That's me at 20 weeks and I'm 21 and a half now! Anyways, on to the post!
This past week has been a whirl wind for sure. We drove across Canada last weekend.
I got back to work full time (and then some) in the lab and with teaching.
And I had an appointment to see my GP on Tuesday, my OB on Wednesday, and for an Ultrasound on Thursday.
My 4th ultrasound to be exact.
So as for the 2-3 US you typically get booked in for
1) a dating ultrasound - if you have any reason to be uncertain about your dates, probably done between 6 and 11 weeks
2) a first trimester screening ultrasound - also called the Nuchal Translucency ultrasound - done between 12 and 14 weeks - optional, but combined with a blood test, its a non-invasive way to determine your baby's risk for Down Syndrome and a couple other chromosomal disorders
3) a detailed anatomy scan - usually done between 18 and 21 weeks, this is the one where most people will find out the sex of their baby, but more importantly, they will take detailed measurements of just about all parts of your baby's anatomy to make sure everything is developing ok
Because I am carrying Mono/Di twins.
And I wanted to take a moment to explain what that means. And the best way I could think to do that was to put together a little video. So please take a minute to watch and learn a little bit more about twins.
So yeah... I'm having medium risky, Mono-di twins... who have been practicing sharing since they embedded in my uterus and grew only one single placenta.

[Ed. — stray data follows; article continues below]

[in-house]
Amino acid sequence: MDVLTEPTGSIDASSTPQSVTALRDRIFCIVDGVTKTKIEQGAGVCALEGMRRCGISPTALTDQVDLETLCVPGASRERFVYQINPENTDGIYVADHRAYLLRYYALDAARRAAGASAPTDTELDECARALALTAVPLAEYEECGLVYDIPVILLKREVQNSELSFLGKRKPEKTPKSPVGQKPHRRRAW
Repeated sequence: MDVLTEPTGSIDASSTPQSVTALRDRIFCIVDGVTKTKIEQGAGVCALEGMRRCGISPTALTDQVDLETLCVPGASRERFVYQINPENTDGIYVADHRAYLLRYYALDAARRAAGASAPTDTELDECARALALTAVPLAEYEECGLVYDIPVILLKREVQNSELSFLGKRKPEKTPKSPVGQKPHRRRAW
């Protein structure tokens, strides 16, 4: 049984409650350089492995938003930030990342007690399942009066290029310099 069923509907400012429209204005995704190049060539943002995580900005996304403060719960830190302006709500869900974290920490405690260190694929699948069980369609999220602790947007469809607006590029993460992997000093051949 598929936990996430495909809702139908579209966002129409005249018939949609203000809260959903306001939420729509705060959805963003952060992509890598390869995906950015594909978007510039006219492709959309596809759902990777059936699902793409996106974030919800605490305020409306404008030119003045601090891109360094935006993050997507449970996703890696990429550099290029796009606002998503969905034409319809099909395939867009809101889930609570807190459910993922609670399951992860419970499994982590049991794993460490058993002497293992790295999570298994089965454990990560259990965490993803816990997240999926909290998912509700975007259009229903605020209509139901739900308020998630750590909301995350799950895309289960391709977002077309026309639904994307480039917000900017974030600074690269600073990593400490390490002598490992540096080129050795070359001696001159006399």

And as wonderful and exciting as it is to get to see my little peanuts so often, watching them grow, it's also a bit of a worrisome roller coaster for me. After each ultrasound I am so happy to see how far they've come, but as I approach the next one I begin to worry if this time they might not be growing on track, or if there may be signs that they aren't sharing as well as they should be. I won't go into specific risks, because google-ing while pregnant is a terrible idea, but Kevin and I are both involved in medicine enough to know more about those risks than we want to.
We are also both very appreciative to be living in a part of the world (Canada) where we are receiving this very frequent screening. And without having to worry about health insurance costs. It's comforting to know that I have a great OB, and a wonderful team at the Maternal Fetal Medicine EFW clinic all on my side. To be in a city with a children's hospital and incredible NICU that hopefully we wont need. And to have loving support systems to help with some of those worries.
So, my little Mono-Di, identical peanuts. Keep on growing, keep on sharing, and mommy and daddy can't wait to meet you guys.
Well we can wait.
We can wait until June.